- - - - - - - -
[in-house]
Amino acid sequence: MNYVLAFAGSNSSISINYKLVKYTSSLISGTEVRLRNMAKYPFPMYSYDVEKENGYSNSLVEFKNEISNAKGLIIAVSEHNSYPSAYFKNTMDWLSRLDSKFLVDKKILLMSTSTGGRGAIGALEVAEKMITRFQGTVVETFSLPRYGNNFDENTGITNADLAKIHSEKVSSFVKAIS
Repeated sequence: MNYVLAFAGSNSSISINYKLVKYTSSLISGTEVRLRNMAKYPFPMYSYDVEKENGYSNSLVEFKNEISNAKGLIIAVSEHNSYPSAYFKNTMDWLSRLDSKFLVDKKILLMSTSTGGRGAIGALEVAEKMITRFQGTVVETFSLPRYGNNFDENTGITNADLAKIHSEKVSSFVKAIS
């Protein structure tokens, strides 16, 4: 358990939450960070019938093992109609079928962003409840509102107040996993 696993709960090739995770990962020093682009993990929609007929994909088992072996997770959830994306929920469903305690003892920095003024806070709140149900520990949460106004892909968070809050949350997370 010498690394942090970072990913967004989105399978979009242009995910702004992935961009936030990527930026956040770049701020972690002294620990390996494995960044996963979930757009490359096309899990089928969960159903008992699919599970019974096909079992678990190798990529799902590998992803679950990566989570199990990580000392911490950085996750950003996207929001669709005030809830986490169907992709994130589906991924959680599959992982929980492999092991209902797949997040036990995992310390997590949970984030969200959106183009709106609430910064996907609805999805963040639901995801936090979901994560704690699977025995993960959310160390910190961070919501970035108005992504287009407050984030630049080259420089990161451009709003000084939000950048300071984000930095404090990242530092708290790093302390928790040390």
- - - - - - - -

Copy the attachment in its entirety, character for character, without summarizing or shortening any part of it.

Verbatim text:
[in-house]
Amino acid sequence: MNYVLAFAGSNSSISINYKLVKYTSSLISGTEVRLRNMAKYPFPMYSYDVEKENGYSNSLVEFKNEISNAKGLIIAVSEHNSYPSAYFKNTMDWLSRLDSKFLVDKKILLMSTSTGGRGAIGALEVAEKMITRFQGTVVETFSLPRYGNNFDENTGITNADLAKIHSEKVSSFVKAIS
Repeated sequence: MNYVLAFAGSNSSISINYKLVKYTSSLISGTEVRLRNMAKYPFPMYSYDVEKENGYSNSLVEFKNEISNAKGLIIAVSEHNSYPSAYFKNTMDWLSRLDSKFLVDKKILLMSTSTGGRGAIGALEVAEKMITRFQGTVVETFSLPRYGNNFDENTGITNADLAKIHSEKVSSFVKAIS
């Protein structure tokens, strides 16, 4: 358990939450960070019938093992109609079928962003409840509102107040996993 696993709960090739995770990962020093682009993990929609007929994909088992072996997770959830994306929920469903305690003892920095003024806070709140149900520990949460106004892909968070809050949350997370 010498690394942090970072990913967004989105399978979009242009995910702004992935961009936030990527930026956040770049701020972690002294620990390996494995960044996963979930757009490359096309899990089928969960159903008992699919599970019974096909079992678990190798990529799902590998992803679950990566989570199990990580000392911490950085996750950003996207929001669709005030809830986490169907992709994130589906991924959680599959992982929980492999092991209902797949997040036990995992310390997590949970984030969200959106183009709106609430910064996907609805999805963040639901995801936090979901994560704690699977025995993960959310160390910190961070919501970035108005992504287009407050984030630049080259420089990161451009709003000084939000950048300071984000930095404090990242530092708290790093302390928790040390």